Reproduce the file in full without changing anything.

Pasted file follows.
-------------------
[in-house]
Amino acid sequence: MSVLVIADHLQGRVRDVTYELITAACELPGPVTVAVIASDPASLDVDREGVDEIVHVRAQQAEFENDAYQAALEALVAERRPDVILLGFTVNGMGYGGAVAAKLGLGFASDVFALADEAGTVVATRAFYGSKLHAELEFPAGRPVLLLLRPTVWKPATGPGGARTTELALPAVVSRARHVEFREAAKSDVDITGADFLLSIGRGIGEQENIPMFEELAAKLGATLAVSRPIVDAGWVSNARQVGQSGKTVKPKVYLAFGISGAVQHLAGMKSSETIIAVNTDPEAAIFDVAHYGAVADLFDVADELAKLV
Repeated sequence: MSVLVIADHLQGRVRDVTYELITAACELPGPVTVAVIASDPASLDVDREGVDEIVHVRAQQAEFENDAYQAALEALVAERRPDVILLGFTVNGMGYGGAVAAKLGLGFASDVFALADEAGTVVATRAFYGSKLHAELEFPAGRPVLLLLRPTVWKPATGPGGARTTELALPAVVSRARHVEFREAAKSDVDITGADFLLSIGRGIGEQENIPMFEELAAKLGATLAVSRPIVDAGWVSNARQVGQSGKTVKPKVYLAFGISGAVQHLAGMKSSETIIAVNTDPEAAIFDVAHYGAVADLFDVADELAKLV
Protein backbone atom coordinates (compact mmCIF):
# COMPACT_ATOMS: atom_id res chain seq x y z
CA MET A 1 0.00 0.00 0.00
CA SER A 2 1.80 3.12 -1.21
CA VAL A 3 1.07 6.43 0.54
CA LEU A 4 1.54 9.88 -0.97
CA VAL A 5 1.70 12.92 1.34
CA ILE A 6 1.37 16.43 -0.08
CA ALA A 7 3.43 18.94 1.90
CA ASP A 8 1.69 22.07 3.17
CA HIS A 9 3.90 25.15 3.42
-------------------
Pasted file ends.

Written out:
[in-house]
Amino acid sequence: MSVLVIADHLQGRVRDVTYELITAACELPGPVTVAVIASDPASLDVDREGVDEIVHVRAQQAEFENDAYQAALEALVAERRPDVILLGFTVNGMGYGGAVAAKLGLGFASDVFALADEAGTVVATRAFYGSKLHAELEFPAGRPVLLLLRPTVWKPATGPGGARTTELALPAVVSRARHVEFREAAKSDVDITGADFLLSIGRGIGEQENIPMFEELAAKLGATLAVSRPIVDAGWVSNARQVGQSGKTVKPKVYLAFGISGAVQHLAGMKSSETIIAVNTDPEAAIFDVAHYGAVADLFDVADELAKLV
Repeated sequence: MSVLVIADHLQGRVRDVTYELITAACELPGPVTVAVIASDPASLDVDREGVDEIVHVRAQQAEFENDAYQAALEALVAERRPDVILLGFTVNGMGYGGAVAAKLGLGFASDVFALADEAGTVVATRAFYGSKLHAELEFPAGRPVLLLLRPTVWKPATGPGGARTTELALPAVVSRARHVEFREAAKSDVDITGADFLLSIGRGIGEQENIPMFEELAAKLGATLAVSRPIVDAGWVSNARQVGQSGKTVKPKVYLAFGISGAVQHLAGMKSSETIIAVNTDPEAAIFDVAHYGAVADLFDVADELAKLV
Protein backbone atom coordinates (compact mmCIF):
# COMPACT_ATOMS: atom_id res chain seq x y z
CA MET A 1 0.00 0.00 0.00
CA SER A 2 1.80 3.12 -1.21
CA VAL A 3 1.07 6.43 0.54
CA LEU A 4 1.54 9.88 -0.97
CA VAL A 5 1.70 12.92 1.34
CA ILE A 6 1.37 16.43 -0.08
CA ALA A 7 3.43 18.94 1.90
CA ASP A 8 1.69 22.07 3.17
CA HIS A 9 3.90 25.15 3.42